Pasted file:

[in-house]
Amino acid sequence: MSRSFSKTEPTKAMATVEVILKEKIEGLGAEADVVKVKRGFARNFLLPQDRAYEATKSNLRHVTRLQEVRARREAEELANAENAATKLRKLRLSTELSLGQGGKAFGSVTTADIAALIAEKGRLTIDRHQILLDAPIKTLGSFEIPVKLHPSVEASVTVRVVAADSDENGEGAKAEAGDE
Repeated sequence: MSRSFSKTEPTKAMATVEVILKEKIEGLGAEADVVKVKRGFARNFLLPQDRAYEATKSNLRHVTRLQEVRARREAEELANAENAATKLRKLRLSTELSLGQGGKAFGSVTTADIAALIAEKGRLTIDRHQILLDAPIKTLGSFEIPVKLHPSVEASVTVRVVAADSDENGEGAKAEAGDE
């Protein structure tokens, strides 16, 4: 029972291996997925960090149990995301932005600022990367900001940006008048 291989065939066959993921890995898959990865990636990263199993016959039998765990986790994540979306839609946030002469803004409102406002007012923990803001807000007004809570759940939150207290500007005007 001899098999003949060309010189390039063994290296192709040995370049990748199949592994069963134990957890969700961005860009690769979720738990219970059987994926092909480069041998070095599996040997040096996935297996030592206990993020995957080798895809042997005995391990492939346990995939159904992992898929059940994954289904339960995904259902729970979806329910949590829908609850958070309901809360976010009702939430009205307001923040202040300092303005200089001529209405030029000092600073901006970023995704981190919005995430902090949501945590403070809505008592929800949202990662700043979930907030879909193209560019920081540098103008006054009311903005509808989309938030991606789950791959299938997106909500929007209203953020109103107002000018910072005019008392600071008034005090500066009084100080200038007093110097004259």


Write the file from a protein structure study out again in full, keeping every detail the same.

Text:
[in-house]
Amino acid sequence: MSRSFSKTEPTKAMATVEVILKEKIEGLGAEADVVKVKRGFARNFLLPQDRAYEATKSNLRHVTRLQEVRARREAEELANAENAATKLRKLRLSTELSLGQGGKAFGSVTTADIAALIAEKGRLTIDRHQILLDAPIKTLGSFEIPVKLHPSVEASVTVRVVAADSDENGEGAKAEAGDE
Repeated sequence: MSRSFSKTEPTKAMATVEVILKEKIEGLGAEADVVKVKRGFARNFLLPQDRAYEATKSNLRHVTRLQEVRARREAEELANAENAATKLRKLRLSTELSLGQGGKAFGSVTTADIAALIAEKGRLTIDRHQILLDAPIKTLGSFEIPVKLHPSVEASVTVRVVAADSDENGEGAKAEAGDE
């Protein structure tokens, strides 16, 4: 029972291996997925960090149990995301932005600022990367900001940006008048 291989065939066959993921890995898959990865990636990263199993016959039998765990986790994540979306839609946030002469803004409102406002007012923990803001807000007004809570759940939150207290500007005007 001899098999003949060309010189390039063994290296192709040995370049990748199949592994069963134990957890969700961005860009690769979720738990219970059987994926092909480069041998070095599996040997040096996935297996030592206990993020995957080798895809042997005995391990492939346990995939159904992992898929059940994954289904339960995904259902729970979806329910949590829908609850958070309901809360976010009702939430009205307001923040202040300092303005200089001529209405030029000092600073901006970023995704981190919005995430902090949501945590403070809505008592929800949202990662700043979930907030879909193209560019920081540098103008006054009311903005509808989309938030991606789950791959299938997106909500929007209203953020109103107002000018910072005019008392600071008034005090500066009084100080200038007093110097004259």